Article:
Greece’s conservative-led government on Monday called for a key vote in parliament for the country’s new president late this month – in a surprise move that will determine its survival in the recession-weary country. Government spokesman Sofia Voultepsi said the vote would be held Dec. 17, with possible later rounds held in the following 12 days. The vote had not been expected to be held until late February. The government needs the support from opposition lawmakers to avoid a stalemate and a snap general election, but is trailing in opinion polls to the anti-bailout Syriza party and facing widespread public discontent after a six-year recession.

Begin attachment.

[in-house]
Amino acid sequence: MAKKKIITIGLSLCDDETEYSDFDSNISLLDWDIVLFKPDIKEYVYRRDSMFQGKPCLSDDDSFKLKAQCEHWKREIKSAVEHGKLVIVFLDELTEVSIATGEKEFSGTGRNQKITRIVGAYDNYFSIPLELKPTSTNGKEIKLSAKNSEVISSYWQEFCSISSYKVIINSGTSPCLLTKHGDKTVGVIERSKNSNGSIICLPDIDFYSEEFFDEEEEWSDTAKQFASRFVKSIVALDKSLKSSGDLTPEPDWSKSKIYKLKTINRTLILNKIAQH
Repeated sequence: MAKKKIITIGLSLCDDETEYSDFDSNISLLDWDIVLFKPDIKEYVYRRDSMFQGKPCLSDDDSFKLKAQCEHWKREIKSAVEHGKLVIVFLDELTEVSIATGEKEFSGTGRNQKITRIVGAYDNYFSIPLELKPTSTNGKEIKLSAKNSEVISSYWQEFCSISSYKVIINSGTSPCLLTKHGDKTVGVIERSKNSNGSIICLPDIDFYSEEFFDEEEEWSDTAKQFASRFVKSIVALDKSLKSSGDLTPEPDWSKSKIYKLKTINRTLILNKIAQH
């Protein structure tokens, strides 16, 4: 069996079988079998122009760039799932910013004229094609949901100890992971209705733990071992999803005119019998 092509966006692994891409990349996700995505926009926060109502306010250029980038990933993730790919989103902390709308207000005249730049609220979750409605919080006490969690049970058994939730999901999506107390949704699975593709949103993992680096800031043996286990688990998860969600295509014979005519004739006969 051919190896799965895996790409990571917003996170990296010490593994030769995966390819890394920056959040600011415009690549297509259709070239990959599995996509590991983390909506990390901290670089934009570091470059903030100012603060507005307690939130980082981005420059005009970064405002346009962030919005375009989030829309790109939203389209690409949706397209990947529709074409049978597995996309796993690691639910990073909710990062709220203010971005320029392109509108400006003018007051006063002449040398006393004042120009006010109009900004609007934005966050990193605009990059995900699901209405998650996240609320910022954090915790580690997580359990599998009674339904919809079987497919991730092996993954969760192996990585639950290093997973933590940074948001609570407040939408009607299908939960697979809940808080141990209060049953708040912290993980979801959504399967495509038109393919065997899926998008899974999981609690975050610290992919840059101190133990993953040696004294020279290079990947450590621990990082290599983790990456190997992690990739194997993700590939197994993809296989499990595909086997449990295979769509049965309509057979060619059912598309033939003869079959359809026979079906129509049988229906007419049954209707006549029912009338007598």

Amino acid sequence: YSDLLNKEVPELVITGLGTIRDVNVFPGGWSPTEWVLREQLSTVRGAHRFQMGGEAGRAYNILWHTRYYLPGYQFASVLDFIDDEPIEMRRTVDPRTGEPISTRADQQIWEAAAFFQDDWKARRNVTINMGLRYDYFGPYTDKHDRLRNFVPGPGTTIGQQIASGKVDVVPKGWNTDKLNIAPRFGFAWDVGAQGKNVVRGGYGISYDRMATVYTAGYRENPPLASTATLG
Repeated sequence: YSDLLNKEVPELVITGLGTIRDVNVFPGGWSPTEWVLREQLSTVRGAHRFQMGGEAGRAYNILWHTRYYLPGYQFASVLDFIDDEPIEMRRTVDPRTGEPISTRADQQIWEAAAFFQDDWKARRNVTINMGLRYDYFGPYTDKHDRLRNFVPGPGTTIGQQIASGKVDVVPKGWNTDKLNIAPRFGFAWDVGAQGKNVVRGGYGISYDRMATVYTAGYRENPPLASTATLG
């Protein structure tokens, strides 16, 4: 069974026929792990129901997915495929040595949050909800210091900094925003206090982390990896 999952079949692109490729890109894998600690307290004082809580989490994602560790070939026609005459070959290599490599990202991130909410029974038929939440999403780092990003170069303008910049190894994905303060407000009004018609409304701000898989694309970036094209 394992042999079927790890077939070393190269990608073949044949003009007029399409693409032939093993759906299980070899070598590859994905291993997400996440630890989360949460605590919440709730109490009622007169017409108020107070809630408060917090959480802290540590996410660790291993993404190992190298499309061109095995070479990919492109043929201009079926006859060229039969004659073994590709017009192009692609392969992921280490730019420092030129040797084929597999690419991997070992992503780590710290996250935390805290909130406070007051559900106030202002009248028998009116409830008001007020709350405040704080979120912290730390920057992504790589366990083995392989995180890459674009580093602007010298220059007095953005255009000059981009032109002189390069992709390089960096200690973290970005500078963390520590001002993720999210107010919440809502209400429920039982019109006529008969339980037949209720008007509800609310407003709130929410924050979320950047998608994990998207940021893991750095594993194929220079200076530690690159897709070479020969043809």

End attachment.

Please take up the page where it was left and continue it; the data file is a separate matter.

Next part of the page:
The move was announced within an hour of Eurozone bailout lenders backing a Greek request to extend the rescue lending program for another two months.
Voultepsi said the presidential vote was shifted so Greece would be in a stronger position to negotiate with the lenders, who have provided €240 billion ($294 billion) in rescue funds in return for draconian spending cuts. “The political uncertainty must end now,” Voultepsi said.
Under voting rules, parliament requires a super-majority to elect a president, whose role is largely ceremonial, for a five-year term.